"I said, 'Fritz, look and see what's the matter with the kids.' I turned to look at him, and he wasn't there! I'd driven off without him! I couldn't turn the car around with this big old trailer on the back. So I just pulled over and waited for him.
"Eventually he caught up with me, huffing and puffing and hollering: 'Why in the hell did you go off and leave me back there?'
"He was really mad," she said. "I never lived that one down."
When the couple finally settled down and retired to Payson in 1964, Loftfield quickly got involved in the community.
She opened a little clothing store on Main Street called the Payson Style Shop where she kept folks in blue jeans and more fashionable attire for 11 years. She was a local election board member and personally drove the town's ballots to Globe to be counted and validated. She was among the early members of the Payson Women's Golf Club Association.
"I took up the game in order to see my husband once in a while and tell him 'hello,'" she said.
And she was a founding member of the now-defunct Payson Wildlife Society, which sponsored the Payson Zoo for many years.
But her proudest civic achievement was becoming a founding member of the Payson Humane Society and establishing the town's first animal shelter to alleviate Payson's emerging stray-dog problem.
"At first we just had a service of finding homes for lost dogs, which I ran out of my store," she said. "When someone would bring in a homeless dog, I'd just take it up and down the street until I'd find someone who'd take it. My friends started avoiding me when we met at the post office or the grocery store because I was always trying to find a home for some dog or cat in distress. But finally, we got a building fund going, and some of the local vets got involved ... and that's how we did it."
It took Loftfield, the other board members and a small band of volunteers 10 years to raise enough money to open the shelter, which is still in operation on McLane Road today.
"They tell me ... I fell into a tub of rainwater (when I was 3)," she said. "We had a collie at the time, and I'm told that the collie pulled me out. I wonder if that's why I've always felt a special fondness for animals.
"My (older) brother and sister probably pushed me in the tub," she once said with a wicked, unrepentant laugh. "I was an ornery little brat."
By the time she retired from the humane society board she'd adopted four dogs and four cats. She'd run out of room for more animals in her house and, she suspected, her husband had run out of patience.
"She was creative, talented and caring," said her daughter and former Rim Review columnist Judy Whitehouse. "She wanted to make a difference in the world, and she did."
After her husband died in 1987, Loftfield took a proofreading job at the Mogollon Advisor, where she impressed editor Carroll Cox with her fiery letters to the editor. Cox needed a cooking columnist, and she asked Loftfield to fill the bill.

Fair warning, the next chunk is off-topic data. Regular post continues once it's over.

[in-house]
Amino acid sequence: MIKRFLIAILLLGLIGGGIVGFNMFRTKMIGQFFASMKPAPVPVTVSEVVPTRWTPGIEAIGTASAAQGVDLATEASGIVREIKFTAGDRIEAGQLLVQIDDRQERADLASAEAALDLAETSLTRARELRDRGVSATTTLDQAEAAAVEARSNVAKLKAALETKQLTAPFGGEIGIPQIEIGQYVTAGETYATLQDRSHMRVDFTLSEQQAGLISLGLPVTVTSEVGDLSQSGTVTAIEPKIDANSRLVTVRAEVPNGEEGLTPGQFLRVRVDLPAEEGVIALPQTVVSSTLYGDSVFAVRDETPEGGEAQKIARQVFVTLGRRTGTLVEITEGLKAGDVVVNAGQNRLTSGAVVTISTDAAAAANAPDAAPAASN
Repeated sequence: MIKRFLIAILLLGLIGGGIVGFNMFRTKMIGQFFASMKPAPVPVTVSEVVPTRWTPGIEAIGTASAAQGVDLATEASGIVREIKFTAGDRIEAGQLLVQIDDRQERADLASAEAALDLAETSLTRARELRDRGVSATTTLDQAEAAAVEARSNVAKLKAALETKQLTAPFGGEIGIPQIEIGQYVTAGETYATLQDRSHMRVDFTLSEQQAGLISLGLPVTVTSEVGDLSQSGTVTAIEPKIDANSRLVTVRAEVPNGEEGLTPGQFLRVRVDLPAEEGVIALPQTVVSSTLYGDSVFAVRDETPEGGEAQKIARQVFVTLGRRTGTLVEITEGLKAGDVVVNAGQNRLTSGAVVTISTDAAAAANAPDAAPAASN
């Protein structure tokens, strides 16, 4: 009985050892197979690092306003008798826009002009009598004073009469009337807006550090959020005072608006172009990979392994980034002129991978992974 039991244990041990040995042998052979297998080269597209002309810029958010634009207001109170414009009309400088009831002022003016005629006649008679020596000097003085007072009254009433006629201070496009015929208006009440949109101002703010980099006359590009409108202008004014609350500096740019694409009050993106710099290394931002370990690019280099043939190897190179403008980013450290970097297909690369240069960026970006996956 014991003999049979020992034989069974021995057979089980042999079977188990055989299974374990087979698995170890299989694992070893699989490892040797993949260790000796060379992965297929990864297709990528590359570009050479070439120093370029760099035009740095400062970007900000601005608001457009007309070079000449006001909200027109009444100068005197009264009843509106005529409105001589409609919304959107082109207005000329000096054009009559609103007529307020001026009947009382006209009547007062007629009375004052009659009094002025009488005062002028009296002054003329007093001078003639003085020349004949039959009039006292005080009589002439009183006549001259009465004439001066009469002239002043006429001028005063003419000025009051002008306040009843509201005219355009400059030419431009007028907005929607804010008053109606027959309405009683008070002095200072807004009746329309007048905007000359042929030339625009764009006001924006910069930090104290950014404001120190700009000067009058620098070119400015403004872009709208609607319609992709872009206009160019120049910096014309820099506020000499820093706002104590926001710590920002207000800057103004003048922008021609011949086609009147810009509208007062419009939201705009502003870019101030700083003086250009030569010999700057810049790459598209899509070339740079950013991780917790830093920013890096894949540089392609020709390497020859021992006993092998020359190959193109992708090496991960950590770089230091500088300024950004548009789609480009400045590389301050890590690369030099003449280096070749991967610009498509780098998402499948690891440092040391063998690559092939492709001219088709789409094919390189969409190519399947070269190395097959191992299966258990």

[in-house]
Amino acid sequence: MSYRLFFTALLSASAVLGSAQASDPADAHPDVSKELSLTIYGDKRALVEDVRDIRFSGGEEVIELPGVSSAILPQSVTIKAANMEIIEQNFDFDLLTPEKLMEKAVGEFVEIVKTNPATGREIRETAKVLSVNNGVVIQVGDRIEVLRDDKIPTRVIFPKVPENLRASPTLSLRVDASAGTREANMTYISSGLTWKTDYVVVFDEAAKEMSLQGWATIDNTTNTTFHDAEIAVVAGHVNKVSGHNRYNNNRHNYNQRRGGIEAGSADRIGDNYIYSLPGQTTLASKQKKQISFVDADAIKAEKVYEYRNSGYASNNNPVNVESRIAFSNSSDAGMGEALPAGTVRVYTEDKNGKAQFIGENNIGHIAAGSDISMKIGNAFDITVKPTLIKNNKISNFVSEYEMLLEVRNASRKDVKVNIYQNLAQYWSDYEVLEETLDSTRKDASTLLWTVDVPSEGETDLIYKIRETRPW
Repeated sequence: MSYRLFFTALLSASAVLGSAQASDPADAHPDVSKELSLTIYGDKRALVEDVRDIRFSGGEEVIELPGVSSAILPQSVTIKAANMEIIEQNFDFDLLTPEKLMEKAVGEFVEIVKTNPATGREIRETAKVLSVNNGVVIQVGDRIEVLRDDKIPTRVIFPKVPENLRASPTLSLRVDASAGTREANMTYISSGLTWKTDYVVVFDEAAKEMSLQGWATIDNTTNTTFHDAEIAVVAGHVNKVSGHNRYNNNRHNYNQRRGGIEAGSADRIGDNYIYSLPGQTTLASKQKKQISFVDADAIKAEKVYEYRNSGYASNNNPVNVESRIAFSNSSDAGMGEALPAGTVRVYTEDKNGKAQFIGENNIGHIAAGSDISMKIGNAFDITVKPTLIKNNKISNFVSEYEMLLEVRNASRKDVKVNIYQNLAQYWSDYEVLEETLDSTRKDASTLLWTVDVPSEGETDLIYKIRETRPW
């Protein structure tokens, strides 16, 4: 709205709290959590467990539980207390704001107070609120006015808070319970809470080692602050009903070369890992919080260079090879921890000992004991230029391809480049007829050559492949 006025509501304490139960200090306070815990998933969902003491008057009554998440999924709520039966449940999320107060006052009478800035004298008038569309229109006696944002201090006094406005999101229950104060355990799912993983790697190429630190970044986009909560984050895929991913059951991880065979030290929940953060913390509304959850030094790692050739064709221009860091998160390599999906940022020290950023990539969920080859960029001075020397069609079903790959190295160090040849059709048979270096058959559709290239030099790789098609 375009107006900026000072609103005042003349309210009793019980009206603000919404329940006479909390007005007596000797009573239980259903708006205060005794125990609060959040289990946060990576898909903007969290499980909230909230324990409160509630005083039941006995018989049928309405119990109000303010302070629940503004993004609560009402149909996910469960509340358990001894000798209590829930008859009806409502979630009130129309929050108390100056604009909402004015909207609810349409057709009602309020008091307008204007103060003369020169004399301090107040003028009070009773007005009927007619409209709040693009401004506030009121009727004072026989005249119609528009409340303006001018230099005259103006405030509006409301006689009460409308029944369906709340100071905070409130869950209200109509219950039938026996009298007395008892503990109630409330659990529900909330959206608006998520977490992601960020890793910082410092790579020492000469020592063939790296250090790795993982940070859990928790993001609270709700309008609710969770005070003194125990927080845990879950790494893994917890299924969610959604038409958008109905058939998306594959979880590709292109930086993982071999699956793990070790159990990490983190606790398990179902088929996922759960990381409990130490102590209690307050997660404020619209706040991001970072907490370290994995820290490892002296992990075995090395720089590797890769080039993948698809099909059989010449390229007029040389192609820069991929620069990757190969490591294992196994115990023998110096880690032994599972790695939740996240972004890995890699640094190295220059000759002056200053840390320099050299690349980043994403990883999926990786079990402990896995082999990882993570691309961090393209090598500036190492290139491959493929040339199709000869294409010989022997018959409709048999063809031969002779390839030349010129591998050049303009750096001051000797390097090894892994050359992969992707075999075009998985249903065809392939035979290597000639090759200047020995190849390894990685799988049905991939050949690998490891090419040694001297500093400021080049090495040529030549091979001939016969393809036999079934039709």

"I agreed to do it on one condition," the 79-year-old said shortly after taking the job. "I'm going to write about people, not just food. Otherwise it'll be awfully boring."
And for a dozen years - from 1989 to 2001 - that's just what she did. She interviewed people, learned about their lives, carefully copied their recipes, recorded the area's oral history and wrote it all down. That was the secret ingredient to "Kay's Korner: The Spice of Life" until she retired at the age of 91.
"She was an amazing woman," Roundup advertising manager Julie Haught said. "They don't make them like that anymore."
"Kay was full of fun, and she defied any stereotypes about 'little old ladies,'" said Roundup production manager Sherrie McQuerrey. She always greeted us with a beaming smile, and she delighted in swapping off-color jokes. I could be having the most stressful day, but when Kay arrived, she would light up the room with her laughter, and all my troubles would disappear."
"(Kay) was not too fond of deadlines," said Jerry Thebado, one of her many editors. "But her talent was limitless. She was a kind soul, and will be deeply missed."
She was preceded in death by her father Clyde Sturges, mother Frances Milligan, brothers Glen and John Sturges, sister Jean Barrett, husband Fritz Loftfield, son Berner Loftfield and grandson Doug Loftfield.
She is survived by daughters Judy Whitehouse of Phoenix, Ariz. and Anne Loftfield of Tucson, Ariz., son Roger Loftfield of Napa, Calif., eight grandchildren and numerous great grandchildren and great-great grandchildren.
Two services are planned. The first is at 1 p.m., Friday, Feb. 16 at the Church of the Holy Nativity, 1440 N. Easy St., Payson Reception to follow from 3 to 5 p.m. at Best Western Payson Inn. A second service will be held at 4 p.m., Saturday, Feb. 17 at the First Congregational United Church of Christ, 1407 N. Second St. in Phoenix.